• “The Warner petition is not the first time Zimmerman & Reed has been sued by the target of a mass arbitration campaign. As my Reuters colleague David Thomas reported earlier this year, French skincare company L’Occitane accused the plaintiffs firm in a Los Angeles federal court complaint, opens new tab of conspiring with about 3,100 clients to manufacture frivolous website tracking claims under California’s Invasion of Privacy Act.”
  • “The law firm, according to the complaint, continued to encourage prospective clients to visit L’Occitane’s website after the company informed Zimmerman Reed that it was not authorized to access the site.”
  • “The judge also, however, dismissed, opens new tab L’Occitane’s case against the law firm and its clients. The Computer Fraud and Abuse Act, Anderson held, does not apply when the operator of a public website allegedly revokes authorization to access the site but does not impose technological barriers to block unwanted visitors.”

Dilworth Paxson Attys Disciplined Over NJ Eatery Conflict” —

  • “Two Dilworth Paxson LLP partners were sanctioned by the New Jersey Supreme Court this week [May 2] for investing in a restaurant on the campus of The College of New Jersey at the same time they were legally representing another investment group on the project.”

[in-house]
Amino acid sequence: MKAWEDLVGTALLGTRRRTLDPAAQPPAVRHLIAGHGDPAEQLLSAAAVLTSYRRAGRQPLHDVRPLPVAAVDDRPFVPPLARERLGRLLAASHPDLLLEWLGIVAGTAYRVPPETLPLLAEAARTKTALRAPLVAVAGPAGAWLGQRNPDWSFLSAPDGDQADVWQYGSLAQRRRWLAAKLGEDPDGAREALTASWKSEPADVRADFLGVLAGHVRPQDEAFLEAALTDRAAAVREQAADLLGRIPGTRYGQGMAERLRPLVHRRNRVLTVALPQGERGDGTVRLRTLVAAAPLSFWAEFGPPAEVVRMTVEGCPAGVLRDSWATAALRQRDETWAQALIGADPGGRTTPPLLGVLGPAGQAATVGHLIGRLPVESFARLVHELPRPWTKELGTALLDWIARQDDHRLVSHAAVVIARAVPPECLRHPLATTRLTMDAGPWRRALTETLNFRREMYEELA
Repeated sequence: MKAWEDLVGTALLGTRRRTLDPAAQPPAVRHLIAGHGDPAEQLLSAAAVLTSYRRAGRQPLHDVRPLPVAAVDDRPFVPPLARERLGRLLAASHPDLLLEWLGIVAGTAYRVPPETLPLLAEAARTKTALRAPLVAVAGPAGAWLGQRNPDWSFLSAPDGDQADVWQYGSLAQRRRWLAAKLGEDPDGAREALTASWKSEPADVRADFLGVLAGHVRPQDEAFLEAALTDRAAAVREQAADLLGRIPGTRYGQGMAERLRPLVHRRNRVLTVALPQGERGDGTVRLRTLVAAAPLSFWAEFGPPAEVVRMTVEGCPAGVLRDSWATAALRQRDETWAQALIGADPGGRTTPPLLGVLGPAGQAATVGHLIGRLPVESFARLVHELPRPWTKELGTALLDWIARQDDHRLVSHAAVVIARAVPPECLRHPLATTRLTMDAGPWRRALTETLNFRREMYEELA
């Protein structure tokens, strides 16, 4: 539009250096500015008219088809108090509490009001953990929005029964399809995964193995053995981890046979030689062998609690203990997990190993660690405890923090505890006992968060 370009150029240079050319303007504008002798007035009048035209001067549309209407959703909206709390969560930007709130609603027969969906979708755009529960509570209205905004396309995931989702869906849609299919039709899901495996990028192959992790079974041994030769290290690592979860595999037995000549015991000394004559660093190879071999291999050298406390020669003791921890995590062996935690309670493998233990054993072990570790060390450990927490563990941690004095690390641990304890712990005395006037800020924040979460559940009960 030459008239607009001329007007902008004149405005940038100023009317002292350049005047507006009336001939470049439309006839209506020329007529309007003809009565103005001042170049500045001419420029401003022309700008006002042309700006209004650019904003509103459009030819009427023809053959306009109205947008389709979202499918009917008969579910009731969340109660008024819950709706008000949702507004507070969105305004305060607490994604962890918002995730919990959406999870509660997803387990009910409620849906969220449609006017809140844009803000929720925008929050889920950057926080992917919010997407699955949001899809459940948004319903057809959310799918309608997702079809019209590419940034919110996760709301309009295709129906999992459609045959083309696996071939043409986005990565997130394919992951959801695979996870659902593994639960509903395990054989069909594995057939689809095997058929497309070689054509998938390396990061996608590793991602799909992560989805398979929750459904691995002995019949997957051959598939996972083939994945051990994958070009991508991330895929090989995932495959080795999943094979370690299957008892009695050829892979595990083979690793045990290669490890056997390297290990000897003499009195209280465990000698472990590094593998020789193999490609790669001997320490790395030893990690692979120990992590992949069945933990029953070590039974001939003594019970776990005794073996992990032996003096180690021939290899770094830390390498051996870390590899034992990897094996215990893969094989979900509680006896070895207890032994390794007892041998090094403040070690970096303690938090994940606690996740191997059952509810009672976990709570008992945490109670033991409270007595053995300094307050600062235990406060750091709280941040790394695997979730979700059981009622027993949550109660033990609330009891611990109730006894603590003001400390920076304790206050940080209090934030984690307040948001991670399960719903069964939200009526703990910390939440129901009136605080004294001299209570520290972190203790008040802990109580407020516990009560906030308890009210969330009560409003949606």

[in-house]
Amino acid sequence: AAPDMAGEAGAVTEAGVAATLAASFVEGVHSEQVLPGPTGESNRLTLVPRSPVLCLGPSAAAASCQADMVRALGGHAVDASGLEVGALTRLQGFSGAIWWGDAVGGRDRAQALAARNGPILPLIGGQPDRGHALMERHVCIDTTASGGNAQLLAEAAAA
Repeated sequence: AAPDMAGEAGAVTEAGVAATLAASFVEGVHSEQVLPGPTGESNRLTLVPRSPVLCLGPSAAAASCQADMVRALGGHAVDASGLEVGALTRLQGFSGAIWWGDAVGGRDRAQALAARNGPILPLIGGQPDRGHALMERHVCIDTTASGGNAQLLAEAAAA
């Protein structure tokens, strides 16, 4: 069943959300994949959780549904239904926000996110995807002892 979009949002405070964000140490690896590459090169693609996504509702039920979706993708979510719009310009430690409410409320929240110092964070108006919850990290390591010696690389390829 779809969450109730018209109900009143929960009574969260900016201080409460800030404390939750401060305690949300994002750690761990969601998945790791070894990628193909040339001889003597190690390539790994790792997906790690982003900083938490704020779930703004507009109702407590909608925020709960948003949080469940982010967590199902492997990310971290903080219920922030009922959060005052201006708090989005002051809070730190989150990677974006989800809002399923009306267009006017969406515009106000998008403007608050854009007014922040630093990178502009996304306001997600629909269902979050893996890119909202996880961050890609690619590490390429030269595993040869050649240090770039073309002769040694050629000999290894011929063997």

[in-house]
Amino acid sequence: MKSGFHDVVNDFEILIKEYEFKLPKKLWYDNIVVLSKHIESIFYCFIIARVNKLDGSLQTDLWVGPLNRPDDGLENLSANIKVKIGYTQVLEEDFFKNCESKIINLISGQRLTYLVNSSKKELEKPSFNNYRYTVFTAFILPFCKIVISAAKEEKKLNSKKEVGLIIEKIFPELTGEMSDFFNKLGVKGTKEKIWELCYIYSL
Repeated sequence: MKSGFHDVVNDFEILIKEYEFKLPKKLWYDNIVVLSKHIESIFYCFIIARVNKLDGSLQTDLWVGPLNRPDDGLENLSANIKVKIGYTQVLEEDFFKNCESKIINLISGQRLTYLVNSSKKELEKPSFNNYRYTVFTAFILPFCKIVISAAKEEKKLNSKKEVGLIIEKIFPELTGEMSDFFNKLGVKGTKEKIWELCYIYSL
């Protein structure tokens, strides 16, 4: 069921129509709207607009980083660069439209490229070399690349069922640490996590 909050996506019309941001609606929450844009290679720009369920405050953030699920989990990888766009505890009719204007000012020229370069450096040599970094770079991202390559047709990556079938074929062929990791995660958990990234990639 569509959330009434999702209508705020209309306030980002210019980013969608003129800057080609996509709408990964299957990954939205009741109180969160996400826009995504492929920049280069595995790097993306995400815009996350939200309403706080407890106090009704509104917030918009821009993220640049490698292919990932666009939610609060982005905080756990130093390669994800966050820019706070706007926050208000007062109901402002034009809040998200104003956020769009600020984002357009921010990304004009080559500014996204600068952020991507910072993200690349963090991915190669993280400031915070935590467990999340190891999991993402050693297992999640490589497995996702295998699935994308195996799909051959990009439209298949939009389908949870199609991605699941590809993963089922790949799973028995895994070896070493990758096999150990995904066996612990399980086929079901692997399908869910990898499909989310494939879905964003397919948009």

• “In separate orders filed Wednesday, the state Supreme Court admonished Michael Gluck, managing partner of the firm’s Freehold office, and reprimanded partner Christopher Walrath over misconduct that occurred when they were at their own firm of GluckWalrath LLP, which was absorbed by Dilworth Paxson last year.”
  • “Gluck and Walrath did not give their investor clients written notice about the potential conflict of interest or get the clients’ written consent to the arrangement, thus violating state ethics rules, the Supreme Court’s Disciplinary Review Board wrote in its report to the court on the case.”
  • “Gluck and Walrath maintained that they gave verbal notice about the implications of the conflict, though, and the DRB noted other mitigating factors, including that both attorneys have otherwise spotless ethical records, that the attorneys entered into a stipulation with the DRB and that the investment deal happened years ago in 2015.”
  • “The case centered on Gluck and Walrath’s investment in a restaurant project at the college called the Brickwall at Campus Town. Gluck and Walrath became involved in the project when they introduced a group of investors they had represented in previous matters to Brickwall’s property manager in May 2015. However, in October 2015, the pair also decided to invest in the project, although their investment group client remained the majority owner with the sole authority to make decisions.”
  • “The DRB determined that the pair did not give written notice to the investors that they may want to seek independent counsel after their investment, and they did not get informed, written consent from the investors that they understood the pair’s role in the project.”